Mario Amador Gonzalez v. Warden Soto et al

Filing 67

FINDINGS and RECOMMENDATIONS recommending that 64 Defendants' Rule 12(b)(6) Motion to Dismiss be Granted in Part and Denied in Part re 25 Amended Complaint signed by Magistrate Judge Erica P. Grosjean on 2/22/2017. Objections to F&R due within thirty (30) days. (Jessen, A)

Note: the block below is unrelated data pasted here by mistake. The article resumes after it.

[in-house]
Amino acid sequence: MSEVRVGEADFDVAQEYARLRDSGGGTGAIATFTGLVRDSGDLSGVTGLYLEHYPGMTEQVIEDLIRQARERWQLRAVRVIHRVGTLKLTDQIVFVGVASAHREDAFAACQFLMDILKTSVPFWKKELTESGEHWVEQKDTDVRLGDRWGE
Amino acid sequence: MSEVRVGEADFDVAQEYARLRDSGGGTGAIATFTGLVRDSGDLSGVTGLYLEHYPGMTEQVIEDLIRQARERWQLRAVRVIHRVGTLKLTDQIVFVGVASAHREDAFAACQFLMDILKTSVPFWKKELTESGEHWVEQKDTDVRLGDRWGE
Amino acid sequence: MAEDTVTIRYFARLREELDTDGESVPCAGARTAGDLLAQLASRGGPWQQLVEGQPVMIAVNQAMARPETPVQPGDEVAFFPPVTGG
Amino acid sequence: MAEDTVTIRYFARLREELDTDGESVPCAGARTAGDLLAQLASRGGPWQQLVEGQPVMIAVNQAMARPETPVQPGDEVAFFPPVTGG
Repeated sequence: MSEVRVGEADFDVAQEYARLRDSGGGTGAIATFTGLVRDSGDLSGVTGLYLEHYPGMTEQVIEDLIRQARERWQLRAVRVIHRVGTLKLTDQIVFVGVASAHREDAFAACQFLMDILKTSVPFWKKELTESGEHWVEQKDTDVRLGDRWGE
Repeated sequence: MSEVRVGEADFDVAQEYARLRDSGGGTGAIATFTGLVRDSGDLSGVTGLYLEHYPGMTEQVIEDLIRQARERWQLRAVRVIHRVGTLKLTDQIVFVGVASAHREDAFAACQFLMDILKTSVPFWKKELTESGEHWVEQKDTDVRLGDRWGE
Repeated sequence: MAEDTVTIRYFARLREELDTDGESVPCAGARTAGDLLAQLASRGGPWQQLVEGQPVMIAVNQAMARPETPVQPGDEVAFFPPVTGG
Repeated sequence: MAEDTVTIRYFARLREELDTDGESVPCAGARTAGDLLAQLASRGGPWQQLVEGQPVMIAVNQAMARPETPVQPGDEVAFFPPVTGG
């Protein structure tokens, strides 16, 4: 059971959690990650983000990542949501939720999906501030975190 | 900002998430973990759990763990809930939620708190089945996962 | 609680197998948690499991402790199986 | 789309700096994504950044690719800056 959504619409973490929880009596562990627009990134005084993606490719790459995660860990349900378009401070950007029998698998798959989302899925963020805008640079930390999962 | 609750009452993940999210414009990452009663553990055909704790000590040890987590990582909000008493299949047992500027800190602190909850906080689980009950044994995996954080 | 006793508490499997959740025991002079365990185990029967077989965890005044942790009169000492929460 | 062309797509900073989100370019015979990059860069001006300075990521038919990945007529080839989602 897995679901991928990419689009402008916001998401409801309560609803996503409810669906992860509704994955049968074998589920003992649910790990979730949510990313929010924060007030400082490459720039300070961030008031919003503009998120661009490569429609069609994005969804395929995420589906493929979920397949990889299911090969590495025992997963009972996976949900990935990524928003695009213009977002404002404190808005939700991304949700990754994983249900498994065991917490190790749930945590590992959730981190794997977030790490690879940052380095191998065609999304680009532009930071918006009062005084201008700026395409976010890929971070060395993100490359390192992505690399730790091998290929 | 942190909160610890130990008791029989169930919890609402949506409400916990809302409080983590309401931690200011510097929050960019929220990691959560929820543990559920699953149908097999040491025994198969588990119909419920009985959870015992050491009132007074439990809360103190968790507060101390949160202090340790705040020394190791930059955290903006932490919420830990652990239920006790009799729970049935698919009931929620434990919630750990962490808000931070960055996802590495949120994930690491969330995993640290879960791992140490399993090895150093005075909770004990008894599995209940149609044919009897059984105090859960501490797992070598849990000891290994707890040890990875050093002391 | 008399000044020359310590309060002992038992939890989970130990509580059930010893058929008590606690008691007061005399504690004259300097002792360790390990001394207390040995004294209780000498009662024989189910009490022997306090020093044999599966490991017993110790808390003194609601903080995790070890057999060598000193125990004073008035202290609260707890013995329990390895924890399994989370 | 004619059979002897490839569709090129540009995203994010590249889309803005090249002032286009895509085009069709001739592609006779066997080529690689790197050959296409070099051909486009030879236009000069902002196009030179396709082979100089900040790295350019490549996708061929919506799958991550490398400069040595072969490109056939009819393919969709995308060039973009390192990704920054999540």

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1 2 3 UNITED STATES DISTRICT COURT 4 EASTERN DISTRICT OF CALIFORNIA 5 6 MARIO AMADOR GONZALEZ, 7 8 9 Plaintiff, v. 1:16-cv-01675-DAD-EPG (PC) FINDINGS AND RECOMMENDATIONS, RECOMMENDING THAT DEFENDANTS’ RULE 12(b)(6) MOTION TO DISMISS BE GRANTED IN PART AND DENIED IN PART DR. SCHARFFENBERG, et al., 10 Defendants. OBJECTIONS, IF ANY, DUE WITHIN THIRTY DAYS 11 (ECF NO. 64) 12 13 14 Mario Amador Gonzalez (“Plaintiff”) is a state prisoner proceeding pro se and in forma 15 pauperis in this civil rights action pursuant to 42 U.S.C. § 1983. Plaintiff filed his second 16 amended complaint on June 1, 2016. (ECF No. 25). Plaintiff’s second amended complaint 17 alleges that certain prison officials failed to report a medical emergency and that medical staff 18 at first refused to remove Plaintiff’s catheter, which was causing him severe pain, before 19 removing the catheter the next day with an improper deflation kit causing further injury to 20 Plaintiff. 21 deliberate indifference in violation of the Eighth Amendment and alleges due process and equal 22 protection claims for violations of the Fourteenth Amendment. (Id.). Plaintiff primarily claims that the officials and medical staff acted with 23 On December 5, 2016, Defendants C.O. Archuleta, Sgt. Chan, Sgt. Devine, R.N. 24 Padilla, Dr. Scharffenberg, Warden Sherman, and R.N. Soto (“Defendants”) filed a 12(b)(6) 25 motion to dismiss. 26 Defendants’ motion to dismiss. (ECF No. 65). On January 9, 2017, Defendants filed a reply to 27 Plaintiff’s opposition. (ECF No. 66). Defendants’ motion to dismiss is now before the Court. 28 For the reasons described below, the Court recommends that Defendants’ motion to dismiss be (ECF No. 64). On January 3, 2017, Plaintiff filed an opposition to 1 1 granted in part and denied in part. SUMMARY OF PLAINTIFF’S SECOND AMENDED COMPLAINT 2 I. 3 Plaintiff alleges in his second amended complaint (ECF No. 25) that on December 9, 4 2013, at or around 2:30 p.m., Plaintiff was discharged from Mercy Hospital in Bakersfield. 5 Later in the evening, at around 7:30 p.m. Plaintiff was sent to the institution’s C.T.C./T.T.A as 6 he “complained of excruciating pain in relations [sic] to [his] catheter.” 7 Defendant R.N. Soto that he wanted his catheter removed as he was in great pain and 8 discomfort. Defendant R.N. Soto advised him that Defendant R.N. Soto could not do so 9 without a doctor’s order. Plaintiff believes that at that point a doctor’s order should have been 10 obtained to remove the catheter. It is his belief that the failure to obtain a doctor’s order 11 resulted in permanent injury. 12 He informed On December 10, 2013, at or around 10:00 a.m., Defendant Dr. Scharffenberg advised 13 Plaintiff that his catheter was to remain in place for one week. 14 excruciating pain and requested that the catheter be removed. Plaintiff complained of 15 At or around 10:45 a.m. that same day, Defendant R.N. Padilla was ordered by 16 Defendant Dr. Scharffenberg to provide a catheter deflation kit. However, when Defendant 17 R.N. Padilla returned she informed Defendant Dr. Scharffenberg that they did not have the 18 right size deflation syringe kit. 19 Scharffenberg, “Would you like me to remove the catheter?” 20 Defendant R.N. Padilla then asked Defendant Dr. Defendant Dr. Scharffenberg stated that he himself could do it with the wrong size 21 deflation kit. 22 repeatedly badgered Plaintiff with statements such as “cut the show,” “what’s with the show,” 23 and “you need to be more mature, it’s just a catheter.” As Plaintiff complained of excruciating pain, Defendant Dr. Scharffenberg 24 Defendant Dr. Scharffenberg removed the catheter “knowingly and willingly using the 25 wrong kit.” Defendant Dr. Scharffenberg “failed to deflate the balloon valve properly yet he 26 continued. [He] yanked on the catheter when he noticed resistance [he] pushed the catheter 27 further back into [Plaintiff’s] penile hole,” causing Plaintiff further pain. Plaintiff claims that 28 as a result he sustained permanent injury. 2 1 Plaintiff further alleges that at or around 11:00 a.m. Plaintiff informed Defendant C.O. 2 Archuleta that he had a medical emergency, but that Defendant C.O. Archuleta failed to do 3 anything. 4 At 12:00 p.m. or shortly thereafter, Plaintiff reported to Defendant Sgt. Chan that he had 5 a medical emergency. He was advised by Defendant Sgt. Chan that medical was aware of his 6 condition. However, Defendant Sgt. Chan did not report the medical emergency. 7 8 At or around 3:30 p.m. Plaintiff informed Defendant Sgt. Devine of his medical emergency. Defendant Sgt. Devine never reported the emergency. 9 At or around 4:00 p.m. Plaintiff informed Defendant C.O. Ceja that he was suicidal. 10 Plaintiff states that “this was mental anguish plus desperation to receive help. [He] was 11 bleeding from [his] penile hole and was suffering with pain” and that Defendant “Dr. 12 Scharffenberg was torturing [him] to the point of having suicidal thoughts.” 13 14 Plaintiff eventually received a Toradol 60 mg injection and was taken to Mercy Bakersfield by ambulance. 15 Plaintiff further alleges that Defendant Warden Sherman “failed to adequately train his 16 staff for medical emergency response. He failed to properly supervise his subordinates as a 17 result [Plaintiff] suffered serious and permanent injury” 18 For relief, Plaintiff requests compensatory and punitive damages for the constitutional 19 violations, as well as for defendants to be accountable for potential “future medical bills 20 requiring surgeries etc. . .” Plaintiff would “like to be returned to the same condition before 21 aforementioned constitutional violations occurred. This includes mental suffering, punitive 22 damages for wrongful conduct oppressively applied with recklessness amounting to said 23 deliberate indifference.” DEFENDANTS’ MOTION TO DISMISS 24 II. 25 Defendants filed a motion to dismiss on December 5, 2016. (ECF No. 64). Defendants 26 argue that Plaintiff has not stated sufficient facts for any of the Eighth or Fourteenth 27 Amendment claims against any of the defendants. 28 On January 3, 2017, Plaintiff filed an opposition to Defendants’ motion to dismiss. 3 1 (ECF No. 65). Plaintiff’s opposition appears to be missing the second page and therefore the 2 opposition only addresses Plaintiff’s Eighth Amendment claims.1 3 Plaintiff’s opposition contains additional facts that are not present in the second 4 amended complaint. Such allegations included additional statements regarding Defendant Soto 5 and that “Operations Manual (DOM) for CDCR prison clearly says that at least one doctor 6 must be present at [the] facility 24/7. Because of that, Defendant Soto[’s] refusal to remove 7 [the] catheter because there is no doctor around to approve it, is false. He was well informed 8 that there must be a doctor for emergencies, which means that he willfully and deliberately 9 ignored Plaintiff’s request to remove catheter because of overwhelming pain and suffering. It 10 is hard to believe that [Defendant] Soto was not aware that [an] inserted catheter can be cause 11 of severe pain. As a result of delay of removing catheter properly, Plaintiff was forced to have 12 surgery and even face amputation of his penis which definitely represents a serious injury.” 13 (ECF No. 65, p. 2). In regards to Defendant Dr. Scharffenberg, Plaintiff added that Defendant 14 Dr. Scharffenberg “willfully and deliberately acted against proper medical procedure and 15 against wishes of his patient. It is certainly not negligence. He was well aware of patient’s 16 pain and suffering yet he even increased pain with no remorse and total disregard for proper 17 medical procedure.” (Id. at p. 3). 18 On January 9, 2017, Defendants filed a reply to Plaintiff’s opposition, which addressed 19 the new factual allegations and argued that even with the new facts Plaintiff’s Eighth 20 Amendment claims still fail. (ECF No. 66). 21 III. 22 In considering a motion to dismiss, the court must accept all allegations of material fact 23 in the complaint as true. Erickson v. Pardus, 551 U.S. 89, 93–94 (2007); Hosp. Bldg. Co. v. 24 Rex Hosp. Trustees, 425 U.S. 738, 740 (1976). The court must also construe the alleged facts 25 in the light most favorable to the plaintiff. Scheuer v. Rhodes, 416 U.S. 232, 236, overruled on LEGAL STANDARD FOR MOTION TO DISMISS 26 27 28 1 Defendant’s stated in their reply to Plaintiff’s opposition that they received a paper copy of Plaintiff’s opposition that included the missing page on January 9, 2016. (ECF No. 66, at p. 2). Defendants state that “the missing page contains a continuation of Section I, ‘Divide and Conquer,’ and Section II, ‘Due Process.’” Id. 4 1 other grounds by Davis v. Scherer, 468 U.S. 183 (1984); Barnett v. Centoni, 31 F.3d 813, 816 2 (9th Cir.1994) (per curiam). All ambiguities or doubts must also be resolved in the plaintiff's 3 favor. See Jenkins v. McKeithen, 395 U.S. 411, 421 (1969). In addition, pro se pleadings are 4 held to a less stringent standard than those drafted by lawyers. See Haines v. Kerner, 404 U.S. 5 519, 520 (1972). 6 A motion to dismiss pursuant to Rule 12(b)(6) operates to test the sufficiency of the 7 complaint. Rule 8(a)(2) requires only “a short and plain statement of the claim showing that 8 the pleader is entitled to relief” in order to “give the defendant fair notice of what the ... claim is 9 and the grounds upon which it rests.” Bell Atlantic Corp. v. Twombly, 550 U.S. 544, 555 10 (2007) (quoting Conley v. Gibson, 355 U.S. 41, 47 (1957)). “The issue is not whether a 11 plaintiff will ultimately prevail but whether the claimant is entitled to offer evidence to support 12 the claims.” Scheuer, 416 U.S. at 236 (1974). 13 The first step in testing the sufficiency of the complaint is to identify any conclusory 14 allegations. Ashcroft v. Iqbal, 556 U.S. 662, 679 (2009). “Threadbare recitals of the elements 15 of a cause of action, supported by mere conclusory statements, do not suffice.” Id. at 678 16 (citing Twombly, 550 U.S. at 555). “[A] plaintiff=s obligation to provide the grounds of his 17 entitlement to relief requires more than labels and conclusions, and a formulaic recitation of the 18 elements of a cause of action will not do.” Twombly, 550 U.S. at 555 (citations and quotation 19 marks omitted). 20 After assuming the veracity of all well-pleaded factual allegations, the second step is for 21 the court to determine whether the complaint pleads “a claim to relief that is plausible on its 22 face.” Iqbal, 556 U.S. at 678 (citing Twombly, 550 U.S. at 556) (rejecting the traditional 23 12(b)(6) standard set forth in Conley, 355 U.S. at 45-46). A claim is facially plausible when 24 the plaintiff “pleads factual content that allows the court to draw the reasonable inference that 25 the defendant is liable for the misconduct alleged.” Id. at 678 (citing Twombly, 550 U.S. at 26 556). The standard for plausibility is not akin to a “probability requirement,” but it requires 27 “more than a sheer possibility that a defendant has acted unlawfully.” Id. 28 In deciding a Rule 12(b)(6) motion, the Court generally may not consider materials 5 1 outside the complaint and pleadings. Cooper v. Pickett, 137 F.3d 616, 622 (9th Cir. 1998); 2 Gumataotao v. Dir. of Dep't of Revenue & Taxation, 236 F.3d 1077, 1083 (9th Cir. 2001). EVALUATION OF PLAINTIFF’S EIGHTH AMENDMENT CLAIMS 3 IV. 4 The Court begins its analysis with Plaintiff’s Eighth Amendment claims against the 5 various defendants. “[T]o maintain an Eighth Amendment claim based on prison medical 6 treatment, an inmate must show ‘deliberate indifference to serious medical needs.’” Jett v. 7 Penner, 439 F.3d 1091, 1096 (9th Cir. 2006), (quoting Estelle v. Gamble, 429 U.S. 97, 104 8 (1976)). This requires Plaintiff to show (1) “a ‘serious medical need’ by demonstrating that 9 ‘failure to treat a prisoner’s condition could result in further significant injury or the 10 unnecessary and wanton infliction of pain,’” and (2) “the defendant's response to the need was 11 deliberately indifferent.” Id. (quoting McGuckin v. Smith, 974 F.2d 1050, 1059-60 (9th Cir. 12 1992) (citation and internal quotations marks omitted), overruled on other grounds by WMX 13 Technologies v. Miller, 104 F.3d 1133 (9th Cir. 1997) (en banc)). 14 Deliberate indifference is established only where the defendant subjectively “knows of 15 and disregards an excessive risk to inmate health and safety.” Toguchi v. Chung, 391 F.3d 16 1051, 1057 (9th Cir. 2004) (emphasis added) (citation and internal quotation marks omitted). 17 Deliberate indifference can be established “by showing (a) a purposeful act or failure to 18 respond to a prisoner's pain or possible medical need and (b) harm caused by the indifference.” 19 Jett, 439 F.3d at 1096 (citation omitted). Civil recklessness (failure “to act in the face of an 20 unjustifiably high risk of harm that is either known or so obvious that it should be known”) is 21 insufficient to establish an Eighth Amendment violation. Farmer v. Brennan, 511 U.S. 825, 22 836-37 & n.5 (1994) (citations omitted). 23 A difference of opinion between an inmate and prison medical personnel—or between 24 medical professionals—regarding appropriate medical diagnosis and treatment is not enough to 25 establish a deliberate indifference claim. Sanchez v. Vild, 891 F.2d 240, 242 (9th Cir. 1989); 26 Toguchi v. Chung, 391 F.3d 1051, 1058 (9th Cir. 2004). Additionally, “a complaint that a 27 physician has been negligent in diagnosing or treating a medical condition does not state a valid 28 claim of medical mistreatment under the Eighth Amendment. Medical malpractice does not 6 1 become a constitutional violation merely because the victim is a prisoner.” Estelle, 429 U.S. at 2 106. To establish a difference of opinion rising to the level of deliberate indifference, “plaintiff 3 must show that the course of treatment the doctors chose was medically unacceptable under the 4 circumstances.” Jackson v. McIntosh, 90 F.3d 330, 332 (9th Cir. 1996). 5 6 A. The complaint establishes an Eighth Amendment claim against Defendant R.N. Soto 7 Plaintiff alleges that Defendant R.N. Soto would not remove Plaintiff’s catheter on 8 December 9, 2013, around 7:30 p.m., and that R.N. Soto “advised [plaintiff] that he could not 9 do so without a doctor’s order.” The complaint indicates that Defendant Soto did not get a 10 doctor’s order and there is nothing to indicate that Defendant Soto even reported Plaintiff’s 11 medical needs to a doctor staffed at the hospital. There were no attempts to remove the catheter 12 on December 9, 2013, and in fact the catheter was not removed until the next day at 10:45 a.m., 13 a period of roughly nine hours later. 14 The Court is sympathetic to Defendant’s position and it may very well be that facts will 15 be insufficient to establish deliberate indifference on the part of R.N. Soto. 16 construing the facts liberally in favor of Plaintiff, as the Court must, the Court recommends 17 allowing this claim to proceed past the pleading stage. Taking the facts as true, this was not a 18 question of different medical opinions—Defendant Soto just failed to make any attempt to care 19 for Plaintiff’s medical situation and left it until the next day despite extreme pain. It is possible 20 that a jury could find deliberate indifference to serious medical needs based on these facts. 21 Thus, the Court recommends holding that Plaintiff has asserted an Eigth Amendment Claim 22 based on deliberate indifference to serious medical needs against Defendant Soto. 23 24 However, B. The complaint establishes an Eighth Amendment claim against Defendant Dr. Scharffenberg 25 Plaintiff claims that on December 10, 2013, at or around 10:00 a.m., Defendant Dr. 26 Scharffenberg advised Plaintiff that his catheter was to remain in place for one week. Plaintiff 27 requested that the catheter be removed because he was experiencing excruciating pain. 28 Apparently based on this request, at around 10:45 a.m., Defendant Dr. Scharffenberg ordered 7 1 Defendant R.N. Padilla to provide a catheter deflation kit so that the catheter could be removed. 2 The kit was the incorrect size, but Defendant Dr. Scharffenberg said that he could still remove 3 the catheter. Plaintiff alleges that Defendant Dr. Scharffenberg failed to deflate the balloon 4 valve properly yet continued with the removal and that Defendant Dr. Scharffenberg yanked on 5 the catheter when he noticed resistance. Defendant Dr. Scharffenberg pushed the catheter 6 further back into Plaintiff’s penile hole, causing Plaintiff further pain. Plaintiff claims that as a 7 result he has sustained permanent injury and that Defendant “Dr. Scharffenberg was torturing 8 [him] to the point of having suicidal thoughts.” 9 Construing the facts in favor of Plaintiff, the Court recommends allowing Plaintiff’s 10 deliberate indifference claim to proceed against Defendant Scharffenberg as well. Plaintiff has 11 alleged facts indicating a purposeful indifference to Plaintiff’s pain by alleging that Defendant 12 Dr. Scharffenberg repeatedly badgered Plaintiff with statements such as “cut the show,” 13 “what’s with the show,” and “you need to be more mature, it’s just a catheter.” Defendant Dr. 14 Scharffenberg eventually did remove the catheter, but he allegedly used the wrong sized kit, 15 and failed to deflate the balloon valve properly. The compliant further alleges that Plaintiff had 16 needed surgery after the catheter was removed.. 17 Therefore, taking the facts in Plaintiff’s second amended complaint as true, and 18 construing them liberally in favor of Plaintiff, the Court finds that Plaintiff has stated a 19 cognizable claim against Defendant Dr. Scharffenberg. 20 recommend that Plaintiff’s Eighth Amendment claim proceed against Defendant Dr. 21 Scharffenberg. 22 23 Accordingly, the Court will C. The complaint fails to establish an Eighth Amendment claim against Defendant R.N. Padilla 24 At or around 10:45 a.m. Defendant R.N. Padilla was ordered by Defendant Dr. 25 Scharffenberg to provide a catheter deflation kit. However, when Defendant R.N. Padilla 26 returned she informed Defendant Dr. Scharffenberg that they did not have the right size 27 deflation syringe kit. 28 8 1 The complaint does not contain any facts that indicate that Defendant R.N. Padilla acted 2 with deliberate indifference. The complaint in fact alleges that all Defendant R.N. Padilla did 3 was retrieve and then give the available deflation syringe kit to Defendant Dr. Scharffenberg at 4 Defendant Dr. Scharffenberg’s request. Her involvement was minimal and the complaint does 5 not sufficiently support an Eighth Amendment Claim against Defendant R.N. Padilla. 6 Accordingly, the Court will recommend that Plaintiff’s Eighth Amendment claim against 7 Defendant R.N. Padilla be dismissed. 8 9 D. The complaint fails to establish an Eighth Amendment claim against Defendants C.O. Archuleta, and Sgt. Devine 10 Plaintiff’s claims against Defendants C.O. Archuleta, Sgt. Chan and Sgt. Devine are 11 nearly identical: Plaintiff alleges that at different times he reported that he had a medical 12 emergency to these Defendants, but that all three failed to report the medical emergency to 13 medical staff. 14 specifically advised Plaintiff that the medical staff was aware of Plaintiff’s condition. 15 According to Plaintiff, he was taken to the hospital later that day after his interactions with 16 these three Defendants. Therefore, it is clear that medical staff was indeed aware of Plaintiff’s 17 medical needs. The second amended complaint alleges further that Defendant Sgt. Chan 18 Based on the facts alleged, Plaintiff has failed to state a claim against any of these 19 defendants for deliberate indifference to Plaintiff’s serious medical needs. Plaintiff simply fails 20 to allege enough facts that, if true, would show that any of these three Defendants acted in a 21 manner that was deliberately indifferent to Plaintiff’s serious medical needs. In fact, according 22 to Plaintiff, Defendant Sgt. Chan specifically advised Plaintiff that medical staff already knew 23 of Plaintiff’s condition. Because Defendant Sgt. Chan apparently thought medical staff already 24 knew of Plaintiff’s conditions, he would have no reason to tell medical staff about Plaintiff’s 25 condition. Even if Defendant Sgt. Chan was mistaken in his belief that medical staff was 26 informed, it would not rise to the level of deliberate indifference. At most, it would appear to 27 be negligence. 28 9 1 Additionally, the Court notes from Plaintiff’s previous statements to the Court that a 2 second guard may have also informed Plaintiff that medical staff was aware of Plaintiff’s 3 medical condition and that save for Plaintiff’s conclusory allegation, there appears to be no 4 factual allegations that would show the guard was lying. Accordingly, the Court will 5 recommend dismissal of this claim against Defendants C.O. Archuleta, Sgt. Chan and Sgt. 6 Devine. 7 8 E. The complaint fails to establish an Eighth Amendment claim against Defendant Warden Sherman 9 Plaintiff alleges that Defendant Warden Sherman “failed to adequately train his staff for 10 medical emergency response. He failed to properly supervise his subordinates as a result 11 [Plaintiff] suffered serious and permanent injury directly a violation of [Plaintiff’s] 8 th 12 Amendment right to be free from cruel and unusual punishment as well violated [Plaintiff’s] 13 14th amendment right of due process an equal protection.” (ECF No. 25, at p. 8). Under § 14 1983, Plaintiff must demonstrate that each named defendant personally participated in the 15 deprivation of his rights. Ashcroft v. Iqbal, 556 U.S. 662, 676-77 (2009). In other words, there 16 must be an actual connection or link between the actions of the Defendants and the deprivation 17 alleged to have been suffered by Plaintiff. See Monell v. Dep't of Soc. Servs., 436 U.S. 658, 18 691, 695 (1978). 19 Supervisors may only be held liable if they “participated in or directed the violations, or 20 knew of the violations and failed to act to prevent them.” Lemire v. Cal. Dept. of Corrections 21 & Rehabilitation, 726 F.3d 1062, 1074-75 (9th Cir. 2013) (“A prison official in a supervisory 22 position may be held liable under § 1983 . . . ‘if he or she was personally involved in the 23 constitutional deprivation or a sufficient causal connection exists between the supervisor's 24 unlawful conduct and the constitutional violation.’”) (quoting Lolli v. Cty. of Orange, 351 F.3d 25 410, 418 (9th Cir. 2003)). Plaintiff may not attribute liability to a group of defendants, but 26 must “set forth specific facts as to each individual defendant's” deprivation of his rights. Leer 27 v. Murphy, 844 F.2d 628, 634 (9th Cir. 1988). 28 10 1 Supervisory personnel are generally not liable under section 1983 for the actions of 2 their employees under a theory of respondeat superior and, therefore, when a named defendant 3 holds a supervisory position, the causal link between him and the claimed constitutional 4 violation must be specifically alleged. See Fayle v. Stapley, 607 F.2d 858, 862 (9th Cir. 5 1979); Mosher v. Saalfeld, 589 F.2d 438, 441 (9th Cir. 1978), cert. denied, 442 U.S. 941 6 (1979). To state a claim for relief under section 1983 based on a theory of supervisory liability, 7 Plaintiff must allege some facts that would support a claim that the supervisory defendants 8 either: personally participated in the alleged deprivation of constitutional rights; knew of the 9 violations and failed to act to prevent them; or promulgated or “implemented a policy so 10 deficient that the policy ‘itself is a repudiation of constitutional rights' and is ‘the moving force 11 of the constitutional violation.’” Hansen v. Black, 885 F.2d 642, 646 (9th Cir. 1989) (internal 12 citations omitted); Taylor v. List, 880 F.2d 1040, 1045 (9th Cir. 1989). 13 supervisor may be liable for his “own culpable action or inaction in the training, supervision, or 14 control of his subordinates,” “his acquiescence in the constitutional deprivations of which the 15 complaint is made,” or “conduct that showed a reckless or callous indifference to the rights of 16 others.” Larez v. City of Los Angeles, 946 F.2d 630, 646 (9th Cir. 1991) (internal citations, 17 quotation marks, and alterations omitted). For instance, a 18 “Threadbare recitals of the elements of a cause of action, supported by mere conclusory 19 statements, do not suffice.” Id. at 678 (citing Twombly, 550 U.S. at 555). “[A] plaintiff's 20 obligation to provide the grounds of his entitlement to relief requires more than labels and 21 conclusions, and a formulaic recitation of the elements of a cause of action will not 22 do.” Twombly, 550 U.S. at 555 (citations and quotation marks omitted). 23 With this law in mind, Plaintiff's complaint fails to state a claim against Defendant 24 Sherman. The second amended complaint does not allege that Defendant Sherman personally 25 did anything to Plaintiff. Instead, it in essence only recites the elements of the cause of action: 26 “[Defendant] Sherman . . . failed to adequately train his staff for medical emergency response. 27 He failed to properly supervise his subordinates” and as a result Plaintiff suffered injury. (ECF 28 No. 25, p. 8). This is insufficient. 11 1 Further, even if the Court were to consider Plaintiff’s new allegation listed in his 2 opposition to Defendants’ motion to dismiss (ECF No. 65), the claim would still fail. In 3 Plaintiff’s opposition, he states that Defendant Sherman initiated a policy for officers and 4 superiors to “disregard medical attention prisoners.” (Id. at p. 3). However, Plaintiff provides 5 no facts supporting this allegation. In fact, what Plaintiff alleges in his opposition contradicts 6 his second amended complaint in that Plaintiff himself was treated on multiple occassions. 7 Plaintiff’s complaint alleges that he was in a hospital before and after the incidents described 8 therein, and that he did in fact see medical personnel concerning his medical needs. This 9 strongly suggests that there was no policy for officers and superiors to ignore prisoners’ 10 medical needs. 11 dismissed. 12 V. 13 Accordingly, this claim against Defendant Sherman fails and should be EVALUATION OF PLAINTIFF’S FOURTEENTH AMENDMENT CLAIM 14 The Due Process Clause protects prisoners from being deprived of liberty without due 15 process of law. Wolff v. McDonnell, 418 U.S. 539, 556 (1974). In order to state a cause of 16 action for deprivation of procedural due process, a plaintiff must first establish the existence of 17 a liberty interest for which the protection is sought. Liberty interests may arise from the Due 18 Process Clause itself or from state law. Hewitt v. Helms, 459 U.S. 460, 466-68 (1983). The 19 Due Process Clause itself does not confer on inmates a liberty interest in avoiding “more 20 adverse conditions of confinement.” Wilkinson v. Austin, 545 U.S. 209, 221, 125 S.Ct. 2384, 21 2393 (2005). With respect to liberty interests arising from state law, the existence of a liberty 22 interest created by prison regulations is determined by focusing on the nature of the 23 deprivation. Sandin v. Conner, 515 U.S. 472, 481-84 (1995). Liberty interests created by 24 prison regulations are limited to freedom from restraint which “imposes atypical and significant 25 hardship on the inmate in relation to the ordinary incidents of prison life.” Id. at 484. 26 Plaintiff also alleges that his Fourteenth Amendment right to equal protection was 27 violated. The equal protection clause requires that persons who are similarly situated be treated 28 alike. City of Cleburne v. Cleburne Living Center, Inc., 473 U.S. 432, 439 (1985); Shakur v. 12 1 Schiriro, 514 F.3d 878, 891 (9th Cir. 2008). A plaintiff may establish an equal protection claim 2 by showing that the plaintiff was intentionally discriminated against on the basis of plaintiff’s 3 membership in a protected class, Comm. Concerning Cmty. Improvement v. City of Modesto, 4 583 F.3d 690, 702-03 (9th Cir. 2009); Serrano v. Francis, 345 F.3d 1071, 1082 (9th Cir. 2003), 5 or that similarly situated individuals were intentionally treated differently without a rational 6 relationship to a legitimate state purpose. Engquist v. Oregon Dept. of Agr., 553 U.S. 591, 7 601-02 (2008); Village of Willowbrook v. Olech, 528 U.S. 562, 564 (2000); Lazy Y Ranch 8 Ltd. v. Behrens, 546 F.3d 580, 592 (9th Cir. 2008); North Pacifica LLC v. City of Pacifica, 526 9 F.3d 478, 486 (9th Cir. 2008). 10 While Plaintiff’s alleges Fourteenth Amendment violations, the complaint states no 11 facts that show Plaintiff experienced a due process or equal protection violation. 12 complaint simply states that Plaintiff’s rights to due process and equal protection were violated. 13 Plaintiff’s complaint fails to allege any facts that show he was treated differently from similarly 14 situated individuals, or that he was deprived of any right without due process of law. The 15 conclusory statements in the seconded amended complaint are not enough to state a claim 16 under the Fourteenth Amendment. Accordingly, Plaintiff fails to state a claim for violation of 17 the equal protection clause or the due process clause as to any defendant and the Fourteenth 18 Amendment claims should be dismissed. 19 VI. 20 The Accordingly, based on the foregoing, IT IS HEREBY RECOMMENDED that: 21 22 CONCLUSION AND RECOMMENDATION 1) Defendants’ motion to dismiss filed on December 5, 2016 (ECF No. 64) be GRANTED IN PART and DENIED IN PART; 23 2) Plaintiff’s Second Amended Complaint (ECF No. 25) be allowed to proceed 24 with (1) an Eighth Amendment claim against Defendant R.N. Soto for deliberate 25 indifference to serious medical needs; and (2) an Eighth Amendment claim 26 against Defendant Dr. Scharffenberg for deliberate indifference to serious 27 medical needs; and 28 3) All other defendants and causes of action be dismissed. 13 1 These Findings and Recommendations will be submitted to the United States District 2 Court Judge assigned to this action pursuant to the provisions of 28 U.S.C. § 636 (b)(1). 3 Within thirty (30) days after being served with a copy of these Findings and 4 Recommendations, any party may file written objections with the court and serve a copy on all 5 parties. Such a document should be captioned “Objections to Magistrate Judge’s Findings and 6 Recommendations.” Any reply to the objections shall be served and filed within ten (10) days 7 after service of the objections. The parties are advised that failure to file objections within the 8 specified time may result in the waiver of rights on appeal. Wilkerson v. Wheeler, 772 F.3d 9 834, 839 (9th Cir. 2014) (citing Baxter v. Sullivan, 923 F.2d 1391, 1394 (9th Cir. 1991)). 10 11 12 IT IS SO ORDERED. Dated: February 22, 2017 /s/ UNITED STATES MAGISTRATE JUDGE 13 14 15 16 17 18 19 20 21 22 23 24 25 26 27 28 14